Good morning, Broadsheet readers! Meg Whitman is stepping down as CEO of HPE, Pixar’s John Lasseter goes on leave amid misconduct allegations, and Angela Merkel may face yet another election. Have a wonderful Thanksgiving weekend.
• We’re thankful for you. As we head into Thanksgiving weekend—on what’s shaped up to be a challenging year—Val and I thought it would be appropriate to ask all of you to weigh in on what developments in the world of women and business you’re actually thankful for. Your responses are an inspiring reminder that while there’s still a lot of work to be done, there is also a lot to celebrate. Here’s a sampling:
“I am grateful for Ursula Burns and the resulting coverage of the dearth of Black women as CEOs in Fortune 500 companies….Ursula expertly leveraged her platform to raise awareness to a lack of representation that has needed discussion for awhile but has only recently become part of the conversation.”
— Cydney R.
“Two words: Wonder Woman!”
— Christiana D.
“The Stitchfix IPO is not just monumental in being the first woman-owned consumer-based company to go public [this year], but that it means we can finally take women (not just elites, but all women) seriously and realize their spending power. Women move money!”
— Annemarie D.
“The new UK government legislation requiring employers with 250 or more employees to publish and report specific figures about their gender pay gap. I think it’s going to have a really significant impact on the female progression pipeline and the number of women we see in senior positions in the future as this is the only way companies can hope to close their gap.”
— Valentina K.
Not surprisingly, the vast majority of your responses touched on the wave of sexual harassment revelations and the #MeToo Movement. Here’s how Margaret A. put it: “I am grateful for all of the courageous women who are reporting sexual harassment in the workplace. They are helping to change the culture of work for all women.”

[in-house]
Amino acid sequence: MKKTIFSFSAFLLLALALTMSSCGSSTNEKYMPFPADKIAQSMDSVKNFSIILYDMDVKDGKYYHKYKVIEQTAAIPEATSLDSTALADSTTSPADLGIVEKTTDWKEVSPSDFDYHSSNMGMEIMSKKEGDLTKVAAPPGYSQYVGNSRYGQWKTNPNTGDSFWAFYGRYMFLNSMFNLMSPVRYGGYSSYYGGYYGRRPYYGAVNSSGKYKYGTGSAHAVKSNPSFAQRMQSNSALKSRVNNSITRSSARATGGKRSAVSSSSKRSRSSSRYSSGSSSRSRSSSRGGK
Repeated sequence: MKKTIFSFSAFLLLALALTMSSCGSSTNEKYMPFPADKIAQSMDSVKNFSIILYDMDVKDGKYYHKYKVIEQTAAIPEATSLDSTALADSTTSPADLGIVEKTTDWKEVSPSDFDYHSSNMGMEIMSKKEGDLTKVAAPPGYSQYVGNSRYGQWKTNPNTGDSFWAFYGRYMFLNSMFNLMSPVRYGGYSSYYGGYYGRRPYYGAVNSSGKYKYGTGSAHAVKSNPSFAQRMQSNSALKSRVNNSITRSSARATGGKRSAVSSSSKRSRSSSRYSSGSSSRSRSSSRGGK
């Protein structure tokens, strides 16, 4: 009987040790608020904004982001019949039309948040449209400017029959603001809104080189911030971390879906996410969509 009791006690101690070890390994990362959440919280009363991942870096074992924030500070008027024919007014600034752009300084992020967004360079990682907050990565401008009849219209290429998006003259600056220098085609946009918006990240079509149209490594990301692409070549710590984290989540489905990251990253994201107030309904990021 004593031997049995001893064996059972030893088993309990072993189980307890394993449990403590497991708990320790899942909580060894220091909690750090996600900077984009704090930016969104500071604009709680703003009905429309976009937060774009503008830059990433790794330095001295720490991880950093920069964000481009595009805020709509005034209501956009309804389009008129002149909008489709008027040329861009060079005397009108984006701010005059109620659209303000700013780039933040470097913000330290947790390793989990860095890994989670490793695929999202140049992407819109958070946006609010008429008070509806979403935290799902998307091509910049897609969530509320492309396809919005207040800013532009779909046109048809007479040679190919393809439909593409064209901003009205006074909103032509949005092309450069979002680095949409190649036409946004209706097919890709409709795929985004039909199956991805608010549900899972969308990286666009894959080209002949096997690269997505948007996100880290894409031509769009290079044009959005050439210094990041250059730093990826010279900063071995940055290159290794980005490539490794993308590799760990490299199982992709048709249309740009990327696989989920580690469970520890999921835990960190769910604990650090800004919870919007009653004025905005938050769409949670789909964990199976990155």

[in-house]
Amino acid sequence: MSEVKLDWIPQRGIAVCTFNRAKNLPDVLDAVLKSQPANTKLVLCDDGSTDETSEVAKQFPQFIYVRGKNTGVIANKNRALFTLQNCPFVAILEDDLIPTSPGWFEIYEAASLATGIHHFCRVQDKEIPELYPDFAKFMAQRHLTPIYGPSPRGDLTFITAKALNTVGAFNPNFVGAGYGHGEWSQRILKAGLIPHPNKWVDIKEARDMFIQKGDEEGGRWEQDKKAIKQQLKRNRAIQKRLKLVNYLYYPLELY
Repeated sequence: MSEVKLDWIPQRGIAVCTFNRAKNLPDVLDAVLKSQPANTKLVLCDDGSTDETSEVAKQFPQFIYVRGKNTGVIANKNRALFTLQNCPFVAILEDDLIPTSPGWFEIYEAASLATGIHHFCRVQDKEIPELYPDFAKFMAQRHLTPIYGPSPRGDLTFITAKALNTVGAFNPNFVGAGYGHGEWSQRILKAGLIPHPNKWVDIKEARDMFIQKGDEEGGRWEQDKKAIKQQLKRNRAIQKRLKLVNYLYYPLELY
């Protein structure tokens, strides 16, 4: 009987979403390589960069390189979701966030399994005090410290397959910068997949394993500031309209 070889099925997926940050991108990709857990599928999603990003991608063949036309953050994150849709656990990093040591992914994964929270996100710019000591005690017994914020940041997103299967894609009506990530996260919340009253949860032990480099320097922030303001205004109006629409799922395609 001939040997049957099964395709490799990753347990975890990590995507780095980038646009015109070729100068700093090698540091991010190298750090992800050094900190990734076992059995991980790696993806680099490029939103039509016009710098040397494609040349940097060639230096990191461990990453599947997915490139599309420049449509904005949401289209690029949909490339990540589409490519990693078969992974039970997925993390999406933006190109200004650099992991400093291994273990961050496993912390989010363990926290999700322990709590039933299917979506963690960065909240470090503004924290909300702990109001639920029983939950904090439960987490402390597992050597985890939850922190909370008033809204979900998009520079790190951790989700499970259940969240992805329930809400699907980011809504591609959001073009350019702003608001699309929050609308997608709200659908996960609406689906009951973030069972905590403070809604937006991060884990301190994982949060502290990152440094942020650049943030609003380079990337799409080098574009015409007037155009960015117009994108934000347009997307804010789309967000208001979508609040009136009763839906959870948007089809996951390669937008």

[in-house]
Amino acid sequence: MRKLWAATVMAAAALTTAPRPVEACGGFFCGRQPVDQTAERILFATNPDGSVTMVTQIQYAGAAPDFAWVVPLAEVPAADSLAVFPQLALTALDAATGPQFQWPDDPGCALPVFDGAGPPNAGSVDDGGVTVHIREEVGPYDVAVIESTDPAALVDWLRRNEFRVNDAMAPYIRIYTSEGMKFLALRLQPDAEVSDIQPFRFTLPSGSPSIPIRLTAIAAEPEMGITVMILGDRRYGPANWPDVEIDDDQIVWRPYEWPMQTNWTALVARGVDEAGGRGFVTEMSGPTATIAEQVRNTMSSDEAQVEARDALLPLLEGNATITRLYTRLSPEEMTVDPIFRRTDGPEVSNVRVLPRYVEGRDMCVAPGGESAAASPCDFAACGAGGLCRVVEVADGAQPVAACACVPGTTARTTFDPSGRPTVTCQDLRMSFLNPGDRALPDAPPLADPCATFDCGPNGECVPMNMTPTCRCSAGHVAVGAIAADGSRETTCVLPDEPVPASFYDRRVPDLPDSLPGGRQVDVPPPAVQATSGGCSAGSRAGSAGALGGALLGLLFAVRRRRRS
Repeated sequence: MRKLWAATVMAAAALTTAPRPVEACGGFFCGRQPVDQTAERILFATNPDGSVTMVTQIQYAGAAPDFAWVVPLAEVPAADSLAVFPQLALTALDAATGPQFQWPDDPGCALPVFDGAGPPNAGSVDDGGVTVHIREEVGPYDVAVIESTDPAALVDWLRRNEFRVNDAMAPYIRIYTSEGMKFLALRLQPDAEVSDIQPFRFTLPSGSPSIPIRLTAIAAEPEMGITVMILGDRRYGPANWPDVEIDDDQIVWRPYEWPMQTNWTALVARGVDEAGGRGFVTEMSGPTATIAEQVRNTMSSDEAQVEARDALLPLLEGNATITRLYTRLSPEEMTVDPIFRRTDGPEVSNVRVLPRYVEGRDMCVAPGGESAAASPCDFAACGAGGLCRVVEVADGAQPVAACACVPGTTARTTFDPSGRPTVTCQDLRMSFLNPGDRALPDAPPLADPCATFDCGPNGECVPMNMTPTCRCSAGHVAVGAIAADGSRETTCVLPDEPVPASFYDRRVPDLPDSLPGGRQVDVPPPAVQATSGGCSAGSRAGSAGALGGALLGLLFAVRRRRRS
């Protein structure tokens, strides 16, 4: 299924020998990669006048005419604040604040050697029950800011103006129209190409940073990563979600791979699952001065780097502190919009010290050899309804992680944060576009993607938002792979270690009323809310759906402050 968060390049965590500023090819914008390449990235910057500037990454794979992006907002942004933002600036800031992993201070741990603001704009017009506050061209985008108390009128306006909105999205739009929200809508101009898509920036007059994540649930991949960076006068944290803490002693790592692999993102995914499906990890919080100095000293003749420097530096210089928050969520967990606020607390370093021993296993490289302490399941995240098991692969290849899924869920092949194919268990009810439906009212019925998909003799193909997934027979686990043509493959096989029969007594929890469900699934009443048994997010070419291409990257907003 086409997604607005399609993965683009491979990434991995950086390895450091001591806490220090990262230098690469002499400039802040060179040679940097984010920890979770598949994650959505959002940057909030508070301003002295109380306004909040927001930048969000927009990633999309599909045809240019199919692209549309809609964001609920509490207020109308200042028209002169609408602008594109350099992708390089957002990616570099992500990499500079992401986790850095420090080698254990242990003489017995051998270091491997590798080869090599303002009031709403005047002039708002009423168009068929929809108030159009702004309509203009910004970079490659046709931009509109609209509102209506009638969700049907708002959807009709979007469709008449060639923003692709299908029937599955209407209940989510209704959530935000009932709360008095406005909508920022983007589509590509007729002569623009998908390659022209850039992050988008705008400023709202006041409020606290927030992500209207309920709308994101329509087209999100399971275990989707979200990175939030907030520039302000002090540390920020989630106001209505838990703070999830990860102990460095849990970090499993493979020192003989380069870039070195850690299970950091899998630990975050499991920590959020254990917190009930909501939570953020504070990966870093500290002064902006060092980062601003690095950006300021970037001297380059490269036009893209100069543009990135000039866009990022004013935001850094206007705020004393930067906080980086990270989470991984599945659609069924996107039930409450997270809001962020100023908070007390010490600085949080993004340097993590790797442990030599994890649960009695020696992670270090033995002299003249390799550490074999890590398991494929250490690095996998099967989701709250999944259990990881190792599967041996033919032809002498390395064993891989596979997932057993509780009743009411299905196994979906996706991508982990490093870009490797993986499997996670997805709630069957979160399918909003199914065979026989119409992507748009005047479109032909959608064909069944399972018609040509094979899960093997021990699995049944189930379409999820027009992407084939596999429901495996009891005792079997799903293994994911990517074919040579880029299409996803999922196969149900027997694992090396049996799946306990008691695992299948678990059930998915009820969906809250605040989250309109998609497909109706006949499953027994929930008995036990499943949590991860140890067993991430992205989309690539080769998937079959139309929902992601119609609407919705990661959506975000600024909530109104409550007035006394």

Have a wonderful Thanksgiving and we’ll be back in your inboxes Monday.
ALSO IN THE HEADLINES
• Trumps talks Moore. President Trump spoke about the allegations against Alabama Senate hopeful Roy Moore for the first time yesterday. “He says it didn’t happen,” the president said about the accusations that Moore engaged in sexual misconduct with teenagers. At least eight women have spoken out against the politician so far—including one who alleges that he molested her when she was 14 and he was in his 30s. The president said, “You have to listen to him, also.” Trump has also faced (and denied) accusations of sexual harassment.
New York Times
• Whitman walks. After a six-year tenure, Meg Whitman is stepping down as CEO of Hewlett Packard Enterprise. She will hand the reins to the company’s current president, Antonio Neri, on Feb. 1. Whitman, who is No. 7 on our list of the Most Powerful Women, led the company through a turbulent period, splitting the tech pioneer in two and engineering a turnaround plan that has yet to gain real traction. What will Whitman do next? She’s not saying, but some speculate that there could be another political campaign (she lost a bid for California governor in 2010) in her future…